In Case of Eczema

little boy scratching his arm

If your child has eczema, he or she is not alone. About 15 to 20 percent of American kids will develop the condition before their fifth birthday.

What is eczema?

Eczema is a skin condition that commonly begins in the first year of a baby’s life. In infants, these patches often appear on the cheeks, forehead, scalp, arms and legs. In older children, it’s often limited to the backs of the knees and insides of the elbows. Signs and symptoms include:

  • Dry, scaly patches on the skin, which may be red
  • Severe itch that can interfere with a child’s sleep
  • If scratched, patches may develop blisters that ooze and crust over, and may become infected

What causes eczema?

Eczema is more like an allergy than a disease, and your child can’t catch it from (or give it to) another child. Eczema is the third element of the allergic march, which also contains allergies and asthma. The most common type of eczema, called atopic dermatitis, seems to be the result of a child’s immune system being overly sensitive to allergens in the environment, though researchers are still trying to learn more. Kids may be more likely to develop eczema if:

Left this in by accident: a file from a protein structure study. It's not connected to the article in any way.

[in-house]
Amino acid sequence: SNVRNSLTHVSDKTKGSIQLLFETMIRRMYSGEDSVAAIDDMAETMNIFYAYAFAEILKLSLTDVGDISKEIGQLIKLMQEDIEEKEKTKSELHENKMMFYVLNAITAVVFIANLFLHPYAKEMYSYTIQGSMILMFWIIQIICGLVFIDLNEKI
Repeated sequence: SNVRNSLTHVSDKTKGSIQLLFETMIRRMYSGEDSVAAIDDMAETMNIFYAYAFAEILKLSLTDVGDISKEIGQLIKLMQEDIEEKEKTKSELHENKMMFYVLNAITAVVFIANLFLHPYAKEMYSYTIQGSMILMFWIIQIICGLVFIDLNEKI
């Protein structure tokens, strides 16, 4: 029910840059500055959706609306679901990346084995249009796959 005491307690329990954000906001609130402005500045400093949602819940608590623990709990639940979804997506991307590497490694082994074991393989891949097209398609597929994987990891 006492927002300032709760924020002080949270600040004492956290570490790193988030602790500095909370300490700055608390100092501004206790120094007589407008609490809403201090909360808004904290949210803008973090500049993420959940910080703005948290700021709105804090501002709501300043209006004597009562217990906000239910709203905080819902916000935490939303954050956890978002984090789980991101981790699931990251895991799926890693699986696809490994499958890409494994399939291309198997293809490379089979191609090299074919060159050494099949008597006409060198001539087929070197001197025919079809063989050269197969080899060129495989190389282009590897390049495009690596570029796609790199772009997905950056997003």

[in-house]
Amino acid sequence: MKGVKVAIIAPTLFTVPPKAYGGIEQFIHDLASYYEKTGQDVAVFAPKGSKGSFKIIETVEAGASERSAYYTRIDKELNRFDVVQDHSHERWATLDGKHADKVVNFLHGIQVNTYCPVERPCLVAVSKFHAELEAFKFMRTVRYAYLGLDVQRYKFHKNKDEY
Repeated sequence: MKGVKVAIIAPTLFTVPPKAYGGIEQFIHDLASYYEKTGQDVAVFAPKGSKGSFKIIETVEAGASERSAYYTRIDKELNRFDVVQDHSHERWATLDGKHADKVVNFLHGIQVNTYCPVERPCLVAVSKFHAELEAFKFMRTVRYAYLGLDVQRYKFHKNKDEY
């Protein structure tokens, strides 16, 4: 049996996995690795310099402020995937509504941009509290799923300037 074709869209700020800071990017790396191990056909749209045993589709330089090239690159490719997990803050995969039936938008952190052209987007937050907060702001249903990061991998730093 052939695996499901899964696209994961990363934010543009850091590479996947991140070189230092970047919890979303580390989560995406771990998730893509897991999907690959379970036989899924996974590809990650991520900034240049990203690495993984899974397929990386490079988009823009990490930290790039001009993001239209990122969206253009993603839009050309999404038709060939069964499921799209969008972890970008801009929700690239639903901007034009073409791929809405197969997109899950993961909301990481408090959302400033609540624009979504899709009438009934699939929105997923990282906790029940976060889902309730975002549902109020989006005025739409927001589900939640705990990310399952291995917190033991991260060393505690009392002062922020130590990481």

• They have family members with eczema, seasonal or food allergies, or asthma
  • They live in a large city and/or a cold climate
  • They are female
  • They were born later in their mother’s life

How is eczema treated and prevented?

Because it’s believed to be inherited, at least in part, there’s really no way to prevent eczema. But kids who have eczema often have specific triggers that can make it flare up. Identifying and avoiding these triggers can help. Other tips for reducing flare-ups include:

  • Keeping your child’s skin moisturized
  • Avoiding scratchy clothes and synthetic fabrics
  • Using laundry detergent, soaps and dryer sheets that are free of dyes and perfumes
  • Helping your child avoid scratching
  • Eliminate allergens from the home (use hyper-allergenic pillow covers, turn off ceiling fans, and remove stuffed animals and carpeting when possible)

Medical treatment usually involves over-the-counter and/or prescription creams that contain a steroid, sometimes along with antihistamines and other medications. If the skin becomes infected, an antibiotic may be needed. If you think your child has eczema, speak with your pediatrician. If you need a pediatrician, call (888) 487-0183 or find a doctor near you